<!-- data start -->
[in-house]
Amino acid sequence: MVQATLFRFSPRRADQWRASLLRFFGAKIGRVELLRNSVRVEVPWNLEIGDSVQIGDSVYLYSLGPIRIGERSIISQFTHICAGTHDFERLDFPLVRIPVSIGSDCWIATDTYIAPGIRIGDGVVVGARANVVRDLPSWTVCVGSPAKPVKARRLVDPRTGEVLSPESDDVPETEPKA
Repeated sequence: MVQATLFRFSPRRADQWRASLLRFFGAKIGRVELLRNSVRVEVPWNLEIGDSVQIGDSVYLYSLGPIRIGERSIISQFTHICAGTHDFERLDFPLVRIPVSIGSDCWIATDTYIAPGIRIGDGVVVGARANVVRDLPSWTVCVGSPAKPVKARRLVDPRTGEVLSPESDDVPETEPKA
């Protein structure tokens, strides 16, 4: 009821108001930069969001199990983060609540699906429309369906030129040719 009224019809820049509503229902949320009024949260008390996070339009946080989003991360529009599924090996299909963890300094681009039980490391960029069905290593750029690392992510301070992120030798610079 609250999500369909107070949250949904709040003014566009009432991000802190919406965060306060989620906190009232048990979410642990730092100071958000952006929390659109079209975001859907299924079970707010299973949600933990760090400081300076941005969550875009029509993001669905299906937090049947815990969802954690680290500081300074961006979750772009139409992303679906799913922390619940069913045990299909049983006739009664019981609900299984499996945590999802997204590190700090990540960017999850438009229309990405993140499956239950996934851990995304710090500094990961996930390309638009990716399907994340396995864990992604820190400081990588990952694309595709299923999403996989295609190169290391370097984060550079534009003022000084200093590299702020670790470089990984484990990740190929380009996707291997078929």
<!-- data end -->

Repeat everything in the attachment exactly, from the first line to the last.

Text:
[in-house]
Amino acid sequence: MVQATLFRFSPRRADQWRASLLRFFGAKIGRVELLRNSVRVEVPWNLEIGDSVQIGDSVYLYSLGPIRIGERSIISQFTHICAGTHDFERLDFPLVRIPVSIGSDCWIATDTYIAPGIRIGDGVVVGARANVVRDLPSWTVCVGSPAKPVKARRLVDPRTGEVLSPESDDVPETEPKA
Repeated sequence: MVQATLFRFSPRRADQWRASLLRFFGAKIGRVELLRNSVRVEVPWNLEIGDSVQIGDSVYLYSLGPIRIGERSIISQFTHICAGTHDFERLDFPLVRIPVSIGSDCWIATDTYIAPGIRIGDGVVVGARANVVRDLPSWTVCVGSPAKPVKARRLVDPRTGEVLSPESDDVPETEPKA
């Protein structure tokens, strides 16, 4: 009821108001930069969001199990983060609540699906429309369906030129040719 009224019809820049509503229902949320009024949260008390996070339009946080989003991360529009599924090996299909963890300094681009039980490391960029069905290593750029690392992510301070992120030798610079 609250999500369909107070949250949904709040003014566009009432991000802190919406965060306060989620906190009232048990979410642990730092100071958000952006929390659109079209975001859907299924079970707010299973949600933990760090400081300076941005969550875009029509993001669905299906937090049947815990969802954690680290500081300074961006979750772009139409992303679906799913922390619940069913045990299909049983006739009664019981609900299984499996945590999802997204590190700090990540960017999850438009229309990405993140499956239950996934851990995304710090500094990961996930390309638009990716399907994340396995864990992604820190400081990588990952694309595709299923999403996989295609190169290391370097984060550079534009003022000084200093590299702020670790470089990984484990990740190929380009996707291997078929």